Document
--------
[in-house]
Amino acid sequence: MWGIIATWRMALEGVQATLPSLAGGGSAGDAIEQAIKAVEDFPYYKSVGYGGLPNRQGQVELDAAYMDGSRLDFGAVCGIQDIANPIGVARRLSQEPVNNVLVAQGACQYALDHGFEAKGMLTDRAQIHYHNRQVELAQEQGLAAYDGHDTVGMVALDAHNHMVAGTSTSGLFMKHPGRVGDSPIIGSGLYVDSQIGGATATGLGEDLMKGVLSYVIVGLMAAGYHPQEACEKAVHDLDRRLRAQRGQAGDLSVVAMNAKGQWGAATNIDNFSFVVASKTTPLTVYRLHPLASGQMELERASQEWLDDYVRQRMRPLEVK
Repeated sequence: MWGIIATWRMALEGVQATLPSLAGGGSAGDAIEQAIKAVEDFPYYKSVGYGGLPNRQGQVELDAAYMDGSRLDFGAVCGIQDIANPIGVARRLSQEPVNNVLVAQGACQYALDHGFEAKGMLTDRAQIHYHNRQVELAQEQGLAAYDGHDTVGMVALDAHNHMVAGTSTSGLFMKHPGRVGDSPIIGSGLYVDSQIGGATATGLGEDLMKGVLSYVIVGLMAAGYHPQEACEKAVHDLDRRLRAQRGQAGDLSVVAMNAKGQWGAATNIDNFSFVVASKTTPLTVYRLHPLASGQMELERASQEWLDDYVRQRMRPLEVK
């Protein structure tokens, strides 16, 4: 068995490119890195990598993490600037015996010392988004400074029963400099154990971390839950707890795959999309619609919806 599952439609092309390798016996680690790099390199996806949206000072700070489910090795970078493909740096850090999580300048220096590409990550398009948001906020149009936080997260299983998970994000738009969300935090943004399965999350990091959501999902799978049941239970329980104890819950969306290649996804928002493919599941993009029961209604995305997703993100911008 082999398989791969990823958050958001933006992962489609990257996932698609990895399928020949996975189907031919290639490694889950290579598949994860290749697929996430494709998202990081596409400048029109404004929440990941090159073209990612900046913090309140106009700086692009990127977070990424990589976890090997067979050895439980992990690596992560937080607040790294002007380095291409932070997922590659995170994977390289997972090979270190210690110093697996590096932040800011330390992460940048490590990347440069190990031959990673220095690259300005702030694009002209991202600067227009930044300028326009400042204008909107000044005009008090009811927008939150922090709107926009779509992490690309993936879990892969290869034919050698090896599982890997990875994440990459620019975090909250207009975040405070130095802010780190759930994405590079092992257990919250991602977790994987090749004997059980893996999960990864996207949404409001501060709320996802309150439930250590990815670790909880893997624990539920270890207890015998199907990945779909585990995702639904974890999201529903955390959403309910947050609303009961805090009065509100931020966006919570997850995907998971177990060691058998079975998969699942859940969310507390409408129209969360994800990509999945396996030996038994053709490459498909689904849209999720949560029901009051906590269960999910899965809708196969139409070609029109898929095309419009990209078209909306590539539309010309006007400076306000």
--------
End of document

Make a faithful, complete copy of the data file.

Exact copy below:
[in-house]
Amino acid sequence: MWGIIATWRMALEGVQATLPSLAGGGSAGDAIEQAIKAVEDFPYYKSVGYGGLPNRQGQVELDAAYMDGSRLDFGAVCGIQDIANPIGVARRLSQEPVNNVLVAQGACQYALDHGFEAKGMLTDRAQIHYHNRQVELAQEQGLAAYDGHDTVGMVALDAHNHMVAGTSTSGLFMKHPGRVGDSPIIGSGLYVDSQIGGATATGLGEDLMKGVLSYVIVGLMAAGYHPQEACEKAVHDLDRRLRAQRGQAGDLSVVAMNAKGQWGAATNIDNFSFVVASKTTPLTVYRLHPLASGQMELERASQEWLDDYVRQRMRPLEVK
Repeated sequence: MWGIIATWRMALEGVQATLPSLAGGGSAGDAIEQAIKAVEDFPYYKSVGYGGLPNRQGQVELDAAYMDGSRLDFGAVCGIQDIANPIGVARRLSQEPVNNVLVAQGACQYALDHGFEAKGMLTDRAQIHYHNRQVELAQEQGLAAYDGHDTVGMVALDAHNHMVAGTSTSGLFMKHPGRVGDSPIIGSGLYVDSQIGGATATGLGEDLMKGVLSYVIVGLMAAGYHPQEACEKAVHDLDRRLRAQRGQAGDLSVVAMNAKGQWGAATNIDNFSFVVASKTTPLTVYRLHPLASGQMELERASQEWLDDYVRQRMRPLEVK
């Protein structure tokens, strides 16, 4: 068995490119890195990598993490600037015996010392988004400074029963400099154990971390839950707890795959999309619609919806 599952439609092309390798016996680690790099390199996806949206000072700070489910090795970078493909740096850090999580300048220096590409990550398009948001906020149009936080997260299983998970994000738009969300935090943004399965999350990091959501999902799978049941239970329980104890819950969306290649996804928002493919599941993009029961209604995305997703993100911008 082999398989791969990823958050958001933006992962489609990257996932698609990895399928020949996975189907031919290639490694889950290579598949994860290749697929996430494709998202990081596409400048029109404004929440990941090159073209990612900046913090309140106009700086692009990127977070990424990589976890090997067979050895439980992990690596992560937080607040790294002007380095291409932070997922590659995170994977390289997972090979270190210690110093697996590096932040800011330390992460940048490590990347440069190990031959990673220095690259300005702030694009002209991202600067227009930044300028326009400042204008909107000044005009008090009811927008939150922090709107926009779509992490690309993936879990892969290869034919050698090896599982890997990875994440990459620019975090909250207009975040405070130095802010780190759930994405590079092992257990919250991602977790994987090749004997059980893996999960990864996207949404409001501060709320996802309150439930250590990815670790909880893997624990539920270890207890015998199907990945779909585990995702639904974890999201529903955390959403309910947050609303009961805090009065509100931020966006919570997850995907998971177990060691058998079975998969699942859940969310507390409408129209969360994800990509999945396996030996038994053709490459498909689904849209999720949560029901009051906590269960999910899965809708196969139409070609029109898929095309419009990209078209909306590539539309010309006007400076306000």